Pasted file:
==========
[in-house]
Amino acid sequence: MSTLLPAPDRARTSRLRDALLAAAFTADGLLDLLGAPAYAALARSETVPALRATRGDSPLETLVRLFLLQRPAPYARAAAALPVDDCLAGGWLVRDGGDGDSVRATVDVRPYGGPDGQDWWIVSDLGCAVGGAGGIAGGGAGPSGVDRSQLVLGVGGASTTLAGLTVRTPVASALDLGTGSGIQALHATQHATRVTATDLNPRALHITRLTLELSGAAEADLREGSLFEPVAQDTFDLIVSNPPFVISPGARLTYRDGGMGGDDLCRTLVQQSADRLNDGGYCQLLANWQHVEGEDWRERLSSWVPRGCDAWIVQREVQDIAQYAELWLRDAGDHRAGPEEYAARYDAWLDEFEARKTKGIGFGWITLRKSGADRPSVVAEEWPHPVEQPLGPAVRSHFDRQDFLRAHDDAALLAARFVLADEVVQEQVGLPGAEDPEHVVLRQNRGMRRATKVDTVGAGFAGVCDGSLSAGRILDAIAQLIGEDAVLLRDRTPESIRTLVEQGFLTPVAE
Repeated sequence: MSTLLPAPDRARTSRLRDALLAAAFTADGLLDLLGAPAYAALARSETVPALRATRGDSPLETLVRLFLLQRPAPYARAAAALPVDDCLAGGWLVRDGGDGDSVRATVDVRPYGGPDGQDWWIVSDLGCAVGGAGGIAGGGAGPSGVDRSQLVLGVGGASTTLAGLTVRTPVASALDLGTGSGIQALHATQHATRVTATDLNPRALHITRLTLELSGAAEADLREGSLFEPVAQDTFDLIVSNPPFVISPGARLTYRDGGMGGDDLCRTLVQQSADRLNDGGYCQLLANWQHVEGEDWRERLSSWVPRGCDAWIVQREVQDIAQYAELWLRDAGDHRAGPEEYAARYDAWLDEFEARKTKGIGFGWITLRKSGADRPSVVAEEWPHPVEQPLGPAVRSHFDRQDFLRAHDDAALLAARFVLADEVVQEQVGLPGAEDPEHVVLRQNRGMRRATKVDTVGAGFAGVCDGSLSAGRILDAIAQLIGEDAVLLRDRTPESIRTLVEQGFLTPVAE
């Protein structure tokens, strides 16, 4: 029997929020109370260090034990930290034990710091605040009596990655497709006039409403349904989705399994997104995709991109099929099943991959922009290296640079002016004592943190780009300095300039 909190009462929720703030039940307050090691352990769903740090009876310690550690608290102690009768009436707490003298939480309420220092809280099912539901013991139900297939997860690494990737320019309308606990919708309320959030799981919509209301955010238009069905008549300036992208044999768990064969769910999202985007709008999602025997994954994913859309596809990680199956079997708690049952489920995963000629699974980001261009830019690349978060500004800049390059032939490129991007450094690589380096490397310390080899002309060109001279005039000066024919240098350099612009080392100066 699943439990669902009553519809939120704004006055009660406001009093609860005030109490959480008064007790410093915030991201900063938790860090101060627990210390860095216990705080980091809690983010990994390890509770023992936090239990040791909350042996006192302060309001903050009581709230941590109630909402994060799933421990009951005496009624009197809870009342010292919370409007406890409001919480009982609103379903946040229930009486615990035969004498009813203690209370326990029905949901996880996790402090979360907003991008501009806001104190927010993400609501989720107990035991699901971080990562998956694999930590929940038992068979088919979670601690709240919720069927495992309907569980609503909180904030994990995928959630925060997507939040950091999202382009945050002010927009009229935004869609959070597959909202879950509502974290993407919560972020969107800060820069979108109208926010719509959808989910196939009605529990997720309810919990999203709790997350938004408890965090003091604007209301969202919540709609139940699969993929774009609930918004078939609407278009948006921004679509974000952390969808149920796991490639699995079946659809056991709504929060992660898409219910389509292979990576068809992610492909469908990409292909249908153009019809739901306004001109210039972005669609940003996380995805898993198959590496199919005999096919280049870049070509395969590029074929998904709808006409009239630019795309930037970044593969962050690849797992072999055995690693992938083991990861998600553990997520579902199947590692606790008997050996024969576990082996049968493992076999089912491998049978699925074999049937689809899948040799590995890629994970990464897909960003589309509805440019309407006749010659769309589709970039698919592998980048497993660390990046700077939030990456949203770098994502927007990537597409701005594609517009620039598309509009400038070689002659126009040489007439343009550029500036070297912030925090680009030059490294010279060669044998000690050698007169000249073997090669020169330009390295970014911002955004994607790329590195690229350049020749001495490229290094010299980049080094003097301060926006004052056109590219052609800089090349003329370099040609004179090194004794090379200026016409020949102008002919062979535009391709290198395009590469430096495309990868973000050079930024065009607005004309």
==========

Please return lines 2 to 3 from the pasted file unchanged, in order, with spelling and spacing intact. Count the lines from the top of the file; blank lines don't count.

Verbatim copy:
Amino acid sequence: MSTLLPAPDRARTSRLRDALLAAAFTADGLLDLLGAPAYAALARSETVPALRATRGDSPLETLVRLFLLQRPAPYARAAAALPVDDCLAGGWLVRDGGDGDSVRATVDVRPYGGPDGQDWWIVSDLGCAVGGAGGIAGGGAGPSGVDRSQLVLGVGGASTTLAGLTVRTPVASALDLGTGSGIQALHATQHATRVTATDLNPRALHITRLTLELSGAAEADLREGSLFEPVAQDTFDLIVSNPPFVISPGARLTYRDGGMGGDDLCRTLVQQSADRLNDGGYCQLLANWQHVEGEDWRERLSSWVPRGCDAWIVQREVQDIAQYAELWLRDAGDHRAGPEEYAARYDAWLDEFEARKTKGIGFGWITLRKSGADRPSVVAEEWPHPVEQPLGPAVRSHFDRQDFLRAHDDAALLAARFVLADEVVQEQVGLPGAEDPEHVVLRQNRGMRRATKVDTVGAGFAGVCDGSLSAGRILDAIAQLIGEDAVLLRDRTPESIRTLVEQGFLTPVAE
Repeated sequence: MSTLLPAPDRARTSRLRDALLAAAFTADGLLDLLGAPAYAALARSETVPALRATRGDSPLETLVRLFLLQRPAPYARAAAALPVDDCLAGGWLVRDGGDGDSVRATVDVRPYGGPDGQDWWIVSDLGCAVGGAGGIAGGGAGPSGVDRSQLVLGVGGASTTLAGLTVRTPVASALDLGTGSGIQALHATQHATRVTATDLNPRALHITRLTLELSGAAEADLREGSLFEPVAQDTFDLIVSNPPFVISPGARLTYRDGGMGGDDLCRTLVQQSADRLNDGGYCQLLANWQHVEGEDWRERLSSWVPRGCDAWIVQREVQDIAQYAELWLRDAGDHRAGPEEYAARYDAWLDEFEARKTKGIGFGWITLRKSGADRPSVVAEEWPHPVEQPLGPAVRSHFDRQDFLRAHDDAALLAARFVLADEVVQEQVGLPGAEDPEHVVLRQNRGMRRATKVDTVGAGFAGVCDGSLSAGRILDAIAQLIGEDAVLLRDRTPESIRTLVEQGFLTPVAE